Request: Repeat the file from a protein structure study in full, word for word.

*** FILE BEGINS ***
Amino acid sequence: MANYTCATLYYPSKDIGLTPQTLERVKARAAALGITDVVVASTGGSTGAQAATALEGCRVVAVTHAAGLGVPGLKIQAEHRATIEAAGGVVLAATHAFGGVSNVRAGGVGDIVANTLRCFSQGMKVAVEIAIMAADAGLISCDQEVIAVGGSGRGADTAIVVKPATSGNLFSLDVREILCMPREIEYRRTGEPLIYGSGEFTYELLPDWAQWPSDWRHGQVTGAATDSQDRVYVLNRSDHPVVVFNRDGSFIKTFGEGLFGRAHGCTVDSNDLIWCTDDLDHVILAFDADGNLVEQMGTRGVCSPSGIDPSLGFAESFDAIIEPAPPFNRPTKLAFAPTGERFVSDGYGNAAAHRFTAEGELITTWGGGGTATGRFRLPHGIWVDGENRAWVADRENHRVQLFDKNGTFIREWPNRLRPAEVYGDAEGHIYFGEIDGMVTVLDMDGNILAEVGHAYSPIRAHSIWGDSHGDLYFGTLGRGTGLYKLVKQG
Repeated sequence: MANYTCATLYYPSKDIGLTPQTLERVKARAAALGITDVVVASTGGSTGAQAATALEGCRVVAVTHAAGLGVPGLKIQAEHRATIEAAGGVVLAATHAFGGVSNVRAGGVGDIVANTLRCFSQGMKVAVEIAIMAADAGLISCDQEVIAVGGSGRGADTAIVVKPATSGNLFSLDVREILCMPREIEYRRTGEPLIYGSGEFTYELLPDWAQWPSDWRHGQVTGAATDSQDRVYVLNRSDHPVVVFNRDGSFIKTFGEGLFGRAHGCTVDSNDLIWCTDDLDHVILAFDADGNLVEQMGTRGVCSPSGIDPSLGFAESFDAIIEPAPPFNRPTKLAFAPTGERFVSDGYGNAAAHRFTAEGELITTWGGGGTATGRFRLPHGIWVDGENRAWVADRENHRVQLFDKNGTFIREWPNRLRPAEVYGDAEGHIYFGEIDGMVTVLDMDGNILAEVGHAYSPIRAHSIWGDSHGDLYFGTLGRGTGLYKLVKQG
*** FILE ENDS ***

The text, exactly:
Amino acid sequence: MANYTCATLYYPSKDIGLTPQTLERVKARAAALGITDVVVASTGGSTGAQAATALEGCRVVAVTHAAGLGVPGLKIQAEHRATIEAAGGVVLAATHAFGGVSNVRAGGVGDIVANTLRCFSQGMKVAVEIAIMAADAGLISCDQEVIAVGGSGRGADTAIVVKPATSGNLFSLDVREILCMPREIEYRRTGEPLIYGSGEFTYELLPDWAQWPSDWRHGQVTGAATDSQDRVYVLNRSDHPVVVFNRDGSFIKTFGEGLFGRAHGCTVDSNDLIWCTDDLDHVILAFDADGNLVEQMGTRGVCSPSGIDPSLGFAESFDAIIEPAPPFNRPTKLAFAPTGERFVSDGYGNAAAHRFTAEGELITTWGGGGTATGRFRLPHGIWVDGENRAWVADRENHRVQLFDKNGTFIREWPNRLRPAEVYGDAEGHIYFGEIDGMVTVLDMDGNILAEVGHAYSPIRAHSIWGDSHGDLYFGTLGRGTGLYKLVKQG
Repeated sequence: MANYTCATLYYPSKDIGLTPQTLERVKARAAALGITDVVVASTGGSTGAQAATALEGCRVVAVTHAAGLGVPGLKIQAEHRATIEAAGGVVLAATHAFGGVSNVRAGGVGDIVANTLRCFSQGMKVAVEIAIMAADAGLISCDQEVIAVGGSGRGADTAIVVKPATSGNLFSLDVREILCMPREIEYRRTGEPLIYGSGEFTYELLPDWAQWPSDWRHGQVTGAATDSQDRVYVLNRSDHPVVVFNRDGSFIKTFGEGLFGRAHGCTVDSNDLIWCTDDLDHVILAFDADGNLVEQMGTRGVCSPSGIDPSLGFAESFDAIIEPAPPFNRPTKLAFAPTGERFVSDGYGNAAAHRFTAEGELITTWGGGGTATGRFRLPHGIWVDGENRAWVADRENHRVQLFDKNGTFIREWPNRLRPAEVYGDAEGHIYFGEIDGMVTVLDMDGNILAEVGHAYSPIRAHSIWGDSHGDLYFGTLGRGTGLYKLVKQG